Coming off just their second 2-14 season in franchise history, the Cincinnati Bengals are undoubtedly entering a rebuilding phase. The consolation in it all is the sheer layup they have in front of them to get it started on the right foot.
Not every year does the team with the first pick in the NFL Draft have the option to draft a quarterback worthy of that pick. The inevitable marriage between the Bengals and Joe Burrow has been written in the stars for months now, and when it becomes consummated in late April, it will be one of the easiest decisions the franchise has ever made.
So, how can they screw it all up? Jason La Canfora of CBSSports.com has the perfect plan all laid out and we’ve provided the spark notes for your reading pleasure. Admittedly, it does start out pretty good:
Step One: Trade Andy Dalton
With this shaping up as an offseason unlike any other when it comes to quarterback movement/free agency/possible retirement, the Bengals need to act fast here and be proactive. Try to get a second-round pick from the Bears – who recently hired Bill Lazor, who is very close with Dalton from coaching him in Cincy, to run their offense. They have picks 43 and 50 – maybe target 50.
Trading Dalton for a second-round pick would undoubtedly be ideal. This is likely where the negotiations start for any team and the final compensation will end up slightly lower, but this is the best case scenario for Cincinnati. A reunion between Dalton and one of his old offensive coordinators on a team that’s well-built outside of the AFC is the ideal landing spot for both parties. The Bengals will want to do right by their former franchise quarterback, and this would surely qualify as doing that.
Step Two: Trade for Cam Newton
Say what now?
If Mike Brown is stuck in enough to actually tag A.J. Green in order to keep him, then go rent Newton for a year. Offer the Panthers three second-round picks. The Bengals already have the first pick of the second round this year, and the first pick of the third round. Maybe you get it done for pick 50 plus those two and something in the future? I don’t know, get creative. With Newton’s health a thing, getting pick 33 is essentially like a first-round pick. (Heck, maybe the Panthers want maximum draft capital now to go up and try to get Burrow themselves, given his relationship with Panthers new offensive coordinator Joe Brady).
Instead of using some of the draft capital from the Dalton trade to build around Burrow...use it trade for another quarterback with one year left on his contract? At one point, Newton was legitimately one of the best players in the NFL. Period. Even with his current injuries, he’s still capable of being a high-end starter. Will he ever be the same guy he was at his peak? Probably not. But this writer has nothing but good things to say about the former MVP.
With that said, this just shouldn’t happen. At all. The appeal in trading for Newton comes with an assumed inability to draft a potential franchise quarterback this year. No team is in a better position to do that exact action than the Bengals. Aside from that, while the Bengals don’t care about outside noise, they aren’t completely tone deaf and would realize going with the 30-year old Newton as opposed to the Ohio-born Burrow would instill chaos amongst their fanbase, and that’s putting it mildly.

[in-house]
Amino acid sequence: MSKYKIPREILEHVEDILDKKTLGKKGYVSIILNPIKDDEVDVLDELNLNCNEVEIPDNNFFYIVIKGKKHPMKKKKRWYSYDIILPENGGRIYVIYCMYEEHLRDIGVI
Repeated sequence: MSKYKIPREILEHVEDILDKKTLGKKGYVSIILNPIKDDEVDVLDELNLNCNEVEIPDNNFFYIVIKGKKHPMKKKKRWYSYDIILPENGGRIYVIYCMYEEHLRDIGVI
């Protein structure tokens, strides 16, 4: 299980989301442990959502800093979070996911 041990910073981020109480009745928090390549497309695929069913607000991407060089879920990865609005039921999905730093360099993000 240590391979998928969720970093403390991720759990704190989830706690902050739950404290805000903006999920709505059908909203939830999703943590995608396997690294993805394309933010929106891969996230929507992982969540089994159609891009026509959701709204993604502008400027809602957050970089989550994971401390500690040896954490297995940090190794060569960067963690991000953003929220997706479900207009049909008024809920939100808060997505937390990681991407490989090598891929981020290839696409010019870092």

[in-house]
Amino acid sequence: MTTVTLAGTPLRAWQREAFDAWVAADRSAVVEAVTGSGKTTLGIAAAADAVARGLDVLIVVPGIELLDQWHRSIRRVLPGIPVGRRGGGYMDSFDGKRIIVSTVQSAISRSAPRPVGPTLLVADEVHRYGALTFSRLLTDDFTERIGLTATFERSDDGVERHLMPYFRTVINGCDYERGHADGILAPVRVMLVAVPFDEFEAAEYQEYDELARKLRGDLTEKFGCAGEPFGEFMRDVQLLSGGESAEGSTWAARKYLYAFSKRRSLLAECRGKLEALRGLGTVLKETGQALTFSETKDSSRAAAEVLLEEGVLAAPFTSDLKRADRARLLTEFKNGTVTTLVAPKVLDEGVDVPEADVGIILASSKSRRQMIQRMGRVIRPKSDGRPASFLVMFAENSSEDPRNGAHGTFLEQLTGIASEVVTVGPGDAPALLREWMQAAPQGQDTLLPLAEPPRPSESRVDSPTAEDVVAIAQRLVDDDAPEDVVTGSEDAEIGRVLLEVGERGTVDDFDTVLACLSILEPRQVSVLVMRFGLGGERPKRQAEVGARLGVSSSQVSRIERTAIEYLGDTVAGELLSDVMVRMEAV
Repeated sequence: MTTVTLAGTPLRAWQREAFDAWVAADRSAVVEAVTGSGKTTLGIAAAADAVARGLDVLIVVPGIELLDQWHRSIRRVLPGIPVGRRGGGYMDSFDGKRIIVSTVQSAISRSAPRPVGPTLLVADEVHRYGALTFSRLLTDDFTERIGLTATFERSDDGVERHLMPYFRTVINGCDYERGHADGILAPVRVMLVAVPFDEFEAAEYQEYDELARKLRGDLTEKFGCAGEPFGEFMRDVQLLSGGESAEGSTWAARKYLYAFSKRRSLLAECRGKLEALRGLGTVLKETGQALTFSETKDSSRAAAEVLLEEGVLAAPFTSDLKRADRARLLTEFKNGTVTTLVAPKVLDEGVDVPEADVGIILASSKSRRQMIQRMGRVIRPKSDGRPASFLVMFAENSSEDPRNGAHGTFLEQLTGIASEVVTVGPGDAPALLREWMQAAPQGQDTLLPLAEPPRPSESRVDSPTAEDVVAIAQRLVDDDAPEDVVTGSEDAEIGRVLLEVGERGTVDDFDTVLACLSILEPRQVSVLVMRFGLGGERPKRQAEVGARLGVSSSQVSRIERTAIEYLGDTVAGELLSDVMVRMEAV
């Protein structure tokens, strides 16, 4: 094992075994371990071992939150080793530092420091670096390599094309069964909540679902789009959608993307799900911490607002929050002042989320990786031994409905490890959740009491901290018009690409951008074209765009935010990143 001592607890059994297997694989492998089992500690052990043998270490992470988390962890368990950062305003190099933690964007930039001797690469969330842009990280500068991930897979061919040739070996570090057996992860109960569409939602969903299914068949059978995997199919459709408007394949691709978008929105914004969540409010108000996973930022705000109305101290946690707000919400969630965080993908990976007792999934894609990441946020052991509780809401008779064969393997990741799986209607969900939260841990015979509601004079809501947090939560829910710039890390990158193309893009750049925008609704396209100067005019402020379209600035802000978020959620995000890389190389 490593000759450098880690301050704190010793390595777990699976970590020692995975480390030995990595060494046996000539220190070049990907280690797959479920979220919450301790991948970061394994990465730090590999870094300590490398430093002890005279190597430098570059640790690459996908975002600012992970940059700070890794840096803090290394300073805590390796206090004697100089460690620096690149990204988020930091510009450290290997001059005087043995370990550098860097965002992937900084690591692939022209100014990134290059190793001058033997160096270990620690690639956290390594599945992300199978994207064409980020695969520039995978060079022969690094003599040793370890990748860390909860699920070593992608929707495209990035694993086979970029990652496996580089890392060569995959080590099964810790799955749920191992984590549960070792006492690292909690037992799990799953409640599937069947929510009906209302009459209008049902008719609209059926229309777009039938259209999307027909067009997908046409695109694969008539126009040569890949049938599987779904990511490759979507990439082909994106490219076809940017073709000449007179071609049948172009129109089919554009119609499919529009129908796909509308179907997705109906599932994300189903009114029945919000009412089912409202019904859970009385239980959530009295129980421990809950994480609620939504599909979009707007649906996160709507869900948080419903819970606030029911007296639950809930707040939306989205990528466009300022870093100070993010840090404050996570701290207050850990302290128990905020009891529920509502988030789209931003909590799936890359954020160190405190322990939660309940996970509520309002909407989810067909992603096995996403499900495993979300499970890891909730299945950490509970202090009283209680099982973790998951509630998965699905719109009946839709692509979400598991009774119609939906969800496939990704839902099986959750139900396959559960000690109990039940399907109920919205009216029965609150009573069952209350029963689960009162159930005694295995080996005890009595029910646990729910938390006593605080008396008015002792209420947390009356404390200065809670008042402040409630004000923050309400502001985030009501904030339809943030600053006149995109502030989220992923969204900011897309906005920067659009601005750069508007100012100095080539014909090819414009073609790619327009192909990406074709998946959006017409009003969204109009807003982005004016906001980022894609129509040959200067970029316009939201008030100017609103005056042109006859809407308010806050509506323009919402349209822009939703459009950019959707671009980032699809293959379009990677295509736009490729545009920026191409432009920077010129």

But hey, they still have the first pick to draft Burrow and use Newton as a bridge QB right?
Step Three: Trade the first-overall pick
In this scenario, it’s time for the Bengals to do what the Rams did all those many years ago, when they basically auctioned off the second-overall pick for the right to draft RG3.
The Skins dealt three first-round picks and a second-round pick to move from sixth overall to second overall to take Robert Griffin back in 2012. I would bet the Bengals could get another second-round pick thrown into the pot for this selection, which more than makes up for what we have going out for Newton. Plus, by the spring of 2021, they might be able to get another first-round pick for Newton. And, this is the rare year where it is already an absolute certainty that there is a QB worthy of the first-overall pick waiting on the other side in the 2020 draft. Trevor Lawrence may very well prove to be an even more sure-first prospect, and the Bengals will be loaded with more draft capital than you could imagine.
Normally, I would never support passing on a potential superstar QB, But 2020 is not a normal year, with guys like Tom Brady and Philip Rivers and Jameis Winston and Newton and Derek Carr and Dalton and Teddy Bridgewater all possibly changing teams, and Drew Brees possibly joining Eli Manning in retirement. Options abound, and Lawrence is still stuck waiting to join the party until 2021.
This is Peter Griffin passing on a boat for a mystery box that could hold a boat inside of it. You don’t pass on a golden ticket because you believe another one will be around the next time. Just look at Tua Tagovailoa. The teams who passed on a quarterback last year with the intention of targeting Tagovailoa are incredibly lucky that his hip injury wasn’t more serious than it was.
What’s to say something similar won’t happen to Trevor Lawrence? In passing the opportunity to draft Burrow, the Bengals will be banking on not only Lawrence’s health in 2020, but the hope that they’ll be able to trade up for him or be bad enough to take him with the first pick.
Not only do no NFL teams operate like this, the average fan wouldn’t sign off on this plan.
La Canfora’s plan would indeed be bold and shake up the NFL, but it’s the equivalent of passing up a breakaway dunk for a contested corner three. And it’s insulting to even contemplate.